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Committee backs changes to ‘women’s place in the home' section of Constitution

The Justice Committee published a report on the matter today.

Image: Shutterstock/New Africa

THE OIREACHTAS JUSTICE Committee has backed calls that the article in the Constitution that references to ‘women’s place in the home’ should be amended.

Article 41.2 of the Irish Constitution states that a woman should not have to engage in work and neglect their duties in the home as a result of economic necessity. 

The article states:

In particular, the State recognises that by her life within the home, woman gives to the State a support without which the common good cannot be achieved.
The State shall, therefore, endeavour to ensure that mothers shall not be obliged by economic necessity to engage in labour to neglect of their duties in the home.

The Justice Committee held a series of hearings in September after the government requested advice on the matter of the article, and whether it should be removed or amended. 

It today published its report on the Report on pre-legislative scrutiny of the General Scheme of the 38th Amendment of the Constitution (Role of Women) Bill.

The report put forward two possible courses of action for the Government:

Option A would replace Article 41.2 with “more appropriate, gender-neutral language” along the lines of previous recommendations by a Department of Justice and Equality task force in 2016 and the Constitution Review Group in 1996.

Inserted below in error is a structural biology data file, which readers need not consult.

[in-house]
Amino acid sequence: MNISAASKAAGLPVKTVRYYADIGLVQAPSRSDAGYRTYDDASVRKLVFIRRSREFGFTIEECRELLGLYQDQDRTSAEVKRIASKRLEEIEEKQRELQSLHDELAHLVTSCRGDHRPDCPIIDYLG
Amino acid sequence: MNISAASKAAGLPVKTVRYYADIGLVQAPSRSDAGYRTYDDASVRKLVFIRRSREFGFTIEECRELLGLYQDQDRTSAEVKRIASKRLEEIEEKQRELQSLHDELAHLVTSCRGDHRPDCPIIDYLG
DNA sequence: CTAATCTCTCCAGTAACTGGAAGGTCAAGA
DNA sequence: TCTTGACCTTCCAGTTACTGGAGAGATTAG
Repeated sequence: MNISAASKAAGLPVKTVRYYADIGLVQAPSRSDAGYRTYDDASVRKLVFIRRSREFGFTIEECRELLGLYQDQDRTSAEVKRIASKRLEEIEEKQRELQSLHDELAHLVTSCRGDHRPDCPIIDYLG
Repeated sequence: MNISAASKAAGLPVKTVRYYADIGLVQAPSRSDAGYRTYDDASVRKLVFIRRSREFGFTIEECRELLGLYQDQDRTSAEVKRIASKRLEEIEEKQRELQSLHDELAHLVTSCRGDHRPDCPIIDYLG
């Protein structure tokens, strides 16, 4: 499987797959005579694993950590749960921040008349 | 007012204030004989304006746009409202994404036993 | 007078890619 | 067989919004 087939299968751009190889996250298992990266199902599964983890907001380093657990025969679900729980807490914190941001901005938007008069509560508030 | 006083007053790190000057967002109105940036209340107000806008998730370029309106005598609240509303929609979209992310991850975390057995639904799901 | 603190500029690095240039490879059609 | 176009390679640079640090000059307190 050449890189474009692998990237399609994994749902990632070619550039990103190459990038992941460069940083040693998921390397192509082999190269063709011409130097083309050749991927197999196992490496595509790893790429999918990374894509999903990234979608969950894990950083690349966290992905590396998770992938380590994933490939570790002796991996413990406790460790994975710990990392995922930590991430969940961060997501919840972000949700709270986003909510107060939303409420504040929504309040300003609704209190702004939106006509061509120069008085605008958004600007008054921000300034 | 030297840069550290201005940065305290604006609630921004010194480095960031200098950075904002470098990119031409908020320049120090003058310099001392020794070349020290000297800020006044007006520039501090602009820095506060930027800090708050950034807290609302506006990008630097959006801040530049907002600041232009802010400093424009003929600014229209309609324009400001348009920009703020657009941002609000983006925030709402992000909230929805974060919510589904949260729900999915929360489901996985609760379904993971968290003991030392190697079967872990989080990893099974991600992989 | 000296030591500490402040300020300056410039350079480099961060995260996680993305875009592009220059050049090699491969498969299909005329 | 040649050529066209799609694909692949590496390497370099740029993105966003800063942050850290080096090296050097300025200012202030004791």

If approved, a new Article 41.2 would read:

The State recognises that home and family life gives to society a support without which the common good cannot be achieved. The State shall endeavour to support persons caring for others within the home as may be determined by law.

Option B recommended postponing any referendum on the matter until the government formally consulted the public – maybe in a Citizen’s Assembly. 

The report states that the public forum would involve “a broader discussion on the role of care work” and consider how the Constitution might recognise carers, meaning whether it should be essentially symbolic, or should “enshrine concrete socio-economic rights”.

“Committee members and witnesses have expressed a universal consensus that the language in Article 41.2 is not appropriate for the Ireland of today,” said committee chairman Caoimhghín Ó Caoláin. 

“However, our meetings also demonstrated that a wide range of views exist on the path forward.

Some members and stakeholders expressed support for simple deletion of Article 41.2. Many more called for a new constitutional commitment that reflects the vital role and contribution of carers to our society.

He said he hoped the report would “assist and inform the Government in whatever steps it decides to take next”.

About the author:

Cormac Fitzgerald

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